On a Roll

When MA student Amy Harris arrived at Gallery Oldham she went in search of an object in our collection that she felt she had a connection with.

 

‘Having lived my entire life in Stockport this seemed like a daunting task and I didn’t expect to find a personal connection in Gallery Oldham’s collection. I now realise how silly that was.’

‘Many people from Greater Manchester have a connection to someone who worked in a mill or a factory or have some link to the textile industry. Today it may seem like the mills that surround us have little relevance to anything but the landscape but both my mum and sister work in a factory in Trafford Park working with textiles, and my dad was a Rotary Screen Engraver for over 20 years.’

‘Before my dad had even left school, he started working for Rotascreen, a company based in Stockport that printed textiles using rollers, ultraviolet light and a thick paint (lacquer). When he was hired there were only three criteria.

 

  • He had to be tall so he could carry the 2m tall screens without bending them.
  • He had to be able to clean so he could grease and wash the screens with an industrial detergent ready for printing.

And the most important criteria…

  • He had to be able to make a decent brew (for self-explanatory reasons).

It was his job to cover the rotary screen, a malleable metal mesh sheet, with lacquer. Using a pressure washer the lacquer was removed to reveal the design. It was then exposed to ultra violet light which hardened the lacquer. When the screen was finished and placed over the roller, the paint would only come through where there was no lacquer.

While this may seem complicated, according to my dad, it was the easiest part. The hardest part was taking the lacquered screen, placing it over the metal roller and joining the edges. If you look at your clothes or wallpaper, you’ll see that the printed patterns are continuous. You should never be able to tell where the beginning and the end are. 20 years ago this was done thanks to the patience and skill of Rotary Screen engravers.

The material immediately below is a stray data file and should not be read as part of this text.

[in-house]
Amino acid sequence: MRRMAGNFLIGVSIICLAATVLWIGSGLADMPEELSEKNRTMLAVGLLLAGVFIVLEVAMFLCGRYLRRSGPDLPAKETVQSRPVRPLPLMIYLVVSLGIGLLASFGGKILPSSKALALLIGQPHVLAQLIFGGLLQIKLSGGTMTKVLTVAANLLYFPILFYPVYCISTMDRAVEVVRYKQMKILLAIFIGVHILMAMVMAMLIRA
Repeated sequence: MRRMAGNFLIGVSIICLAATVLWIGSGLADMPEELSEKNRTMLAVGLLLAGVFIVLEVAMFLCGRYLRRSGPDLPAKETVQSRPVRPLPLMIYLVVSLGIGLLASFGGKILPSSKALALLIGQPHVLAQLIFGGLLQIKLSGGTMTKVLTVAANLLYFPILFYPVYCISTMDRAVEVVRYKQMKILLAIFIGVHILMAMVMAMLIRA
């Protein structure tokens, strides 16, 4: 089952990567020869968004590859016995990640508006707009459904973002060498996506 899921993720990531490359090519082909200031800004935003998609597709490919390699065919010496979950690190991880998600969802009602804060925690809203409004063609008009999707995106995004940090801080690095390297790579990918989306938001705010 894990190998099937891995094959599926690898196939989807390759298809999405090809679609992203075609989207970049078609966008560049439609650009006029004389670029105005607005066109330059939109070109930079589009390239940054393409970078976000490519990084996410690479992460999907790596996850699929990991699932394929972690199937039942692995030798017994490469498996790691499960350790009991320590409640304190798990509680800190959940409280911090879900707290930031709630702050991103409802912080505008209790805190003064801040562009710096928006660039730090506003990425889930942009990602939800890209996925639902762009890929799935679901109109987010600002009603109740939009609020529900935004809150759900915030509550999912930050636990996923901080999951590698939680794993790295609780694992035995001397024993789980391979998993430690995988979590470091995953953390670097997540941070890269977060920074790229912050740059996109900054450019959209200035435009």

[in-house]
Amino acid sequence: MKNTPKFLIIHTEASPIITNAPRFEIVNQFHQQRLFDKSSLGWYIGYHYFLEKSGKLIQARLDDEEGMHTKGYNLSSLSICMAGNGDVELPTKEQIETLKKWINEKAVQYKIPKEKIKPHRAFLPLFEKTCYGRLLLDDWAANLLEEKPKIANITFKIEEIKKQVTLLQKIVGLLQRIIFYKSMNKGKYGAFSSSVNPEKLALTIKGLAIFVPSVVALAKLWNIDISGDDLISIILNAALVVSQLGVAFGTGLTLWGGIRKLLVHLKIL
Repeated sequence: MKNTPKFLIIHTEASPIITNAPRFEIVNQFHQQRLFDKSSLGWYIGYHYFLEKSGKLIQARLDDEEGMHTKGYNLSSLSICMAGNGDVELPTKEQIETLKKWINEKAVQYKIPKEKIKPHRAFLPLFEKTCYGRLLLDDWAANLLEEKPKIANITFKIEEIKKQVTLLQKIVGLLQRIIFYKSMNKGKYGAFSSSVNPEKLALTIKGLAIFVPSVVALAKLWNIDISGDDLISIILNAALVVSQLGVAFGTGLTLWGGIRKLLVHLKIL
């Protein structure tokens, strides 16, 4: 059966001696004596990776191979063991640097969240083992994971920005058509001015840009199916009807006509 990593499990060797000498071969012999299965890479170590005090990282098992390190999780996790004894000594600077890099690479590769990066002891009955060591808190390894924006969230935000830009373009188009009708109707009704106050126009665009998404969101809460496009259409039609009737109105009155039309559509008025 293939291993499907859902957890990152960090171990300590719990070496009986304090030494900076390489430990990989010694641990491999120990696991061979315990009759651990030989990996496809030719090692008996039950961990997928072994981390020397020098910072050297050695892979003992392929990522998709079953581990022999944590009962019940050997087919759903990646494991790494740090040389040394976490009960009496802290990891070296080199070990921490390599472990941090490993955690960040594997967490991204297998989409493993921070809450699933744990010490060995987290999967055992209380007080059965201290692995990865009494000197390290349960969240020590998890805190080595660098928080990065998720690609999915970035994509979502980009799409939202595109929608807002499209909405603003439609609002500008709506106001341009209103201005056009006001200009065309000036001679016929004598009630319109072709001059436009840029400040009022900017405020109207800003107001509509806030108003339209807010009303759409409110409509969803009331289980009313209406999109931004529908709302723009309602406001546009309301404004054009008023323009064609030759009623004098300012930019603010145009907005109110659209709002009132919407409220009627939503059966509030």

‘The joining of each screen was done using a high-pressure water gun.  It could take up to 3 hours to do seamlessly.’

The rollers used during my dad’s time working as an engraver are still used today and were created in the 1800s. The use of rollers revolutionised the printing process making it quicker and more standardised. They allowed a continuous run of fabric or paper to be printed.

 

The Lees Family

In the 1800s the Lees family made Oldham one of the top manufacturers of these rollers. They owned multiple factories around Oldham from 1816 to the 1950s. In 1816 Samuel Lees established the Soho Works a manufacturing business that specifically made rollers for the cotton trade.

One individual recounted that ‘Mr Lees, of Soho foundry, near Oldham employs 130 hands regularly, in the roller making business. His works, and the buildings he has erected appears like a little village’.

The Lees’ mills were so extensive that by 1846 Soho foundries were using 18 tonnes of iron a week. By 1846 the Lees family had monopolised the roller business and their equipment was in use in factories all around Lancashire. With their wealth, Samuel Lees helped to establish the original gallery in Oldham in 1883.

The Lees rollers used the Intaglio method, a very similar method to that used to create rotary screens. Intaglio requires a pattern be engraved onto a metal roller. The roller was then covered in dye transferring the pattern onto the fabric or paper. It could also be used to make wallpaper, so it isn’t too surprising that the Lees family branched out into the wallpaper business. They founded the Lees Paper Staining Co in 1936 at Rome Mill.

 

Rollers from Rome Mill

Rollers from Rome Mill currently have a home in Gallery Oldham’s collection. These were created by inserting metal pieces into wood to form a pattern that could then be used to roll over paper to create ornate designs. These objects connected with me and led to my exploration of the history of printing in Oldham and my own family history. Seeing the rollers in person made me appreciate the skill, time and effort put into making them. These pictures don’t do justice to just how ornate and beautiful these rollers are.

Without the popularisation of rollers in the textile business my Dad’s career may have been very different. It was through his employment as a Rotary screen engraver that he met my mum. So, the next time you see an old mill in the distance; think about the lives they have touched. The mills that surround us have contributed to the history of our surroundings and our families. By extension they feed into a part of who we are. You never know what your connection might be!

 

Written by Amy Harris